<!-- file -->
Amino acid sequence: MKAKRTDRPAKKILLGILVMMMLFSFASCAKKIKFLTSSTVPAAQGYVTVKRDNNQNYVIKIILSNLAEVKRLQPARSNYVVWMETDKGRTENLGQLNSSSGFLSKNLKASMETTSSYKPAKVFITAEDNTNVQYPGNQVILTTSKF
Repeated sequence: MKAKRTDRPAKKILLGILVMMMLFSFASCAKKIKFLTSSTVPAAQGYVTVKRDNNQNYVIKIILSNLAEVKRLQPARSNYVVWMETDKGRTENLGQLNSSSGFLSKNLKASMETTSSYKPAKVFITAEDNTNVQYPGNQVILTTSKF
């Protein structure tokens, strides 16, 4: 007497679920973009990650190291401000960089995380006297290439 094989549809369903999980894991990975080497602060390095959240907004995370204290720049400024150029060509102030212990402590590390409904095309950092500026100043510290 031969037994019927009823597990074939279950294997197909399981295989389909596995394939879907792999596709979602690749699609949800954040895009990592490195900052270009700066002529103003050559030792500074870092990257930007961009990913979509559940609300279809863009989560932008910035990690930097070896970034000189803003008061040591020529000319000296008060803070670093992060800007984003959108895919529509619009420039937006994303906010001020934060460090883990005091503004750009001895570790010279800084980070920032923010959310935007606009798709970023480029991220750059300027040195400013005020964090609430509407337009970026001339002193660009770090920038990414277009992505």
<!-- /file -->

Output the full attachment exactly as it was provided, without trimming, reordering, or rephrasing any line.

Amino acid sequence: MKAKRTDRPAKKILLGILVMMMLFSFASCAKKIKFLTSSTVPAAQGYVTVKRDNNQNYVIKIILSNLAEVKRLQPARSNYVVWMETDKGRTENLGQLNSSSGFLSKNLKASMETTSSYKPAKVFITAEDNTNVQYPGNQVILTTSKF
Repeated sequence: MKAKRTDRPAKKILLGILVMMMLFSFASCAKKIKFLTSSTVPAAQGYVTVKRDNNQNYVIKIILSNLAEVKRLQPARSNYVVWMETDKGRTENLGQLNSSSGFLSKNLKASMETTSSYKPAKVFITAEDNTNVQYPGNQVILTTSKF
């Protein structure tokens, strides 16, 4: 007497679920973009990650190291401000960089995380006297290439 094989549809369903999980894991990975080497602060390095959240907004995370204290720049400024150029060509102030212990402590590390409904095309950092500026100043510290 031969037994019927009823597990074939279950294997197909399981295989389909596995394939879907792999596709979602690749699609949800954040895009990592490195900052270009700066002529103003050559030792500074870092990257930007961009990913979509559940609300279809863009989560932008910035990690930097070896970034000189803003008061040591020529000319000296008060803070670093992060800007984003959108895919529509619009420039937006994303906010001020934060460090883990005091503004750009001895570790010279800084980070920032923010959310935007606009798709970023480029991220750059300027040195400013005020964090609430509407337009970026001339002193660009770090920038990414277009992505």